One last ride at midnight

Paul Revere occupied the same relative position to the Raiders as did Harold Melvin to the Blue Notes: he was nominally the leader of the group, and hardly ever missed a show, but most of the time, the focus was on the lead singer — Mark Lindsay for the Raiders, Teddy Pendergrass for the Blue Notes.

The Raiders came out of Idaho around 1958, and scored an instrumental hit in 1961 with “Like, Long Hair,” a piano-boogie number that sounded nothing like anything they did afterwards. In 1963, they were caught up in the “Louie Louie” madness sparked by Rockin’ Robin Roberts; their own relatively polished version of the old Richard Berry semi-calypso song was well-received, but didn’t quite have the impact of the utterly insane Kingsmen version. Still, “Louie” got them a look from big-time Columbia Records, which put them to work grinding out mono singles, because it wasn’t worth the effort mixing that rock and/or roll stuff into stereo. Subsequently, the band wangled a gig with Dick Clark’s Where the Action Is series, and started wearing fanciful American Revolution-ish duds, as seen here on the Ed Sullivan show (Revere, as always, playing the Vox Continental organ):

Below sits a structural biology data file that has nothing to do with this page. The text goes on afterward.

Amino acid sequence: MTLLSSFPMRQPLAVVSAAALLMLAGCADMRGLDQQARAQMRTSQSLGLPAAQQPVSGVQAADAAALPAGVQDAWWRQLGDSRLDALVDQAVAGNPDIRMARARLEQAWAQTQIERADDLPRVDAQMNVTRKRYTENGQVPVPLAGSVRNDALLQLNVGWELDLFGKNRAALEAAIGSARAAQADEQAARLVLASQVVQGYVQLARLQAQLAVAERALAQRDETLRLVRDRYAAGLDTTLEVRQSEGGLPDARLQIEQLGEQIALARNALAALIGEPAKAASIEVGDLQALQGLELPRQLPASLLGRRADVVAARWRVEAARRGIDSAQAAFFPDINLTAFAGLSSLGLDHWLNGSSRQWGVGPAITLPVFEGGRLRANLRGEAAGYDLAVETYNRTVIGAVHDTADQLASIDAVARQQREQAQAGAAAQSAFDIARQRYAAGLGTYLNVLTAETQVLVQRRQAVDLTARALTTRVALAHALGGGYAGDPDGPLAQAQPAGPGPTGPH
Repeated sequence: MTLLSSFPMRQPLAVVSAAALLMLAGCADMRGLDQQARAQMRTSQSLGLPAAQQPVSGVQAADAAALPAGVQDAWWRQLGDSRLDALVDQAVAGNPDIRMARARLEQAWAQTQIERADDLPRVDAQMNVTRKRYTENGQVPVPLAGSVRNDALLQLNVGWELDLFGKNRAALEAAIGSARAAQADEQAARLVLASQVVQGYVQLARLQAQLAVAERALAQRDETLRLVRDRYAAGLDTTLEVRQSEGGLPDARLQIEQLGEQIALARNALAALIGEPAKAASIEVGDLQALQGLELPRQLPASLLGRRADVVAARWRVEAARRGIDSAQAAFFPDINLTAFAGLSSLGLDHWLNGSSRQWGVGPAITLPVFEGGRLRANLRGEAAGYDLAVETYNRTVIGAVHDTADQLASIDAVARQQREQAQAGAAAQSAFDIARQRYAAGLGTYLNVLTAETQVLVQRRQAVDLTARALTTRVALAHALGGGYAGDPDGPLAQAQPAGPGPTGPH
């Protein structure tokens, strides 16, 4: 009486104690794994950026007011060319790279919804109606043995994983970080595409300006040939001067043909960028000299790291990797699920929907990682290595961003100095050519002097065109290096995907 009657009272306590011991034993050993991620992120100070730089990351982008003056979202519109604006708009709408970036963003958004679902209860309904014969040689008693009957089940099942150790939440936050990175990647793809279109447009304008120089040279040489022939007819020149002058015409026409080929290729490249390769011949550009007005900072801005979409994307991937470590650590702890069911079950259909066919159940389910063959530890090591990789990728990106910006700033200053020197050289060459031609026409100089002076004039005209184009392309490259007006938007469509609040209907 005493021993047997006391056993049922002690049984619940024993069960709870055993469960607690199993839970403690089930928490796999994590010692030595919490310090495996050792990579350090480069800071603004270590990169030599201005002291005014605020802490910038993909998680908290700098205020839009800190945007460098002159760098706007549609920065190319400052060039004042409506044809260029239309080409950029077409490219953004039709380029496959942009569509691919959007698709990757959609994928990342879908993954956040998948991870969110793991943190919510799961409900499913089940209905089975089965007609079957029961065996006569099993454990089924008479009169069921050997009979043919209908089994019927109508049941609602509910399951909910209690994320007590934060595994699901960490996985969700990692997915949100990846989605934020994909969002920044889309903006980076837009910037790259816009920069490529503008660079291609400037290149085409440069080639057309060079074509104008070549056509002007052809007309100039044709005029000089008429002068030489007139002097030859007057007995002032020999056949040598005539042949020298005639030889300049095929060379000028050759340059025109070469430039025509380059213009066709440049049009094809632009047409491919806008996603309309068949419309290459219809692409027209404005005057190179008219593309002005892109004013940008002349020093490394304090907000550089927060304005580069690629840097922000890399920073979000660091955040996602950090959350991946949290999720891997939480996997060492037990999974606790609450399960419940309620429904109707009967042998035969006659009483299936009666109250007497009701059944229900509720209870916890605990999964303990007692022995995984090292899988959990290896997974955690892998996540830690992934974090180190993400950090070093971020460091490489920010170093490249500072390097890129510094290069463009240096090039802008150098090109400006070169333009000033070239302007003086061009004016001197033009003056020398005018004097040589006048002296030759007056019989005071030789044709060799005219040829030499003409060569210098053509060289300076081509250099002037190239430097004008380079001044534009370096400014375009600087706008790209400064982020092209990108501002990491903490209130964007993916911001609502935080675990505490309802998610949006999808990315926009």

“Kicks,” written by Barry Mann and Cynthia Weil, was ostensibly addressed to an unnamed girl with problems who, we found out later, was not a girl at all.

In August of this year Revere, seventy-six, retired from the band; he died Saturday back home in Idaho. Oh, and “Paul Revere” was two-thirds of his real name; his family name was Dick. I do not know if he was related to Tim Allen, also a Dick.

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Strange search-engine queries (453)